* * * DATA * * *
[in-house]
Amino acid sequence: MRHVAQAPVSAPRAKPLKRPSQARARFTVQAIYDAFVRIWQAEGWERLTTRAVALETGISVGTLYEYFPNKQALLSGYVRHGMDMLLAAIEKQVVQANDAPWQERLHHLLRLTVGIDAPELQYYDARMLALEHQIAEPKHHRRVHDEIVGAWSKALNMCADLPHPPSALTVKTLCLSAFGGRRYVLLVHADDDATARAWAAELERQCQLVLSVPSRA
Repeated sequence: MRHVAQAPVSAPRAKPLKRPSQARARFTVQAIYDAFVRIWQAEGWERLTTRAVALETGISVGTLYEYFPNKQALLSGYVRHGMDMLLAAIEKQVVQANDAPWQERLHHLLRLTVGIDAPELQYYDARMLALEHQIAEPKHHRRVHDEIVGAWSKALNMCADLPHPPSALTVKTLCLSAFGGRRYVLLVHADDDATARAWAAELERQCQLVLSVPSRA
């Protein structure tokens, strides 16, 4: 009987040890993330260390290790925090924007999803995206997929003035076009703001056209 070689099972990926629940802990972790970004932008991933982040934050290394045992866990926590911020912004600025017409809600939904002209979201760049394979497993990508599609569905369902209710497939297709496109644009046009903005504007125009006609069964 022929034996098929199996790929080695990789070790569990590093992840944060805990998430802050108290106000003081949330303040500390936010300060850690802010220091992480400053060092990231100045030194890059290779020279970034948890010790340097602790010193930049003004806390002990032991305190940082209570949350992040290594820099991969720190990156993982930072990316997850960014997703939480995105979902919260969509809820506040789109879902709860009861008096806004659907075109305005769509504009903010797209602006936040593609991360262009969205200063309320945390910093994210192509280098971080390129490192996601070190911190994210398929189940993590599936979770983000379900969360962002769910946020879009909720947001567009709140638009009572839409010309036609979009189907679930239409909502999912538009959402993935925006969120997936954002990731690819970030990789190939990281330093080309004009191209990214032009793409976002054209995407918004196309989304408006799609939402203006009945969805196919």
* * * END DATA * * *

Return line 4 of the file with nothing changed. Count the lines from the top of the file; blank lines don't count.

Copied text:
């Protein structure tokens, strides 16, 4: 009987040890993330260390290790925090924007999803995206997929003035076009703001056209 070689099972990926629940802990972790970004932008991933982040934050290394045992866990926590911020912004600025017409809600939904002209979201760049394979497993990508599609569905369902209710497939297709496109644009046009903005504007125009006609069964 022929034996098929199996790929080695990789070790569990590093992840944060805990998430802050108290106000003081949330303040500390936010300060850690802010220091992480400053060092990231100045030194890059290779020279970034948890010790340097602790010193930049003004806390002990032991305190940082209570949350992040290594820099991969720190990156993982930072990316997850960014997703939480995105979902919260969509809820506040789109879902709860009861008096806004659907075109305005769509504009903010797209602006936040593609991360262009969205200063309320945390910093994210192509280098971080390129490192996601070190911190994210398929189940993590599936979770983000379900969360962002769910946020879009909720947001567009709140638009009572839409010309036609979009189907679930239409909502999912538009959402993935925006969120997936954002990731690819970030990789190939990281330093080309004009191209990214032009793409976002054209995407918004196309989304408006799609939402203006009945969805196919």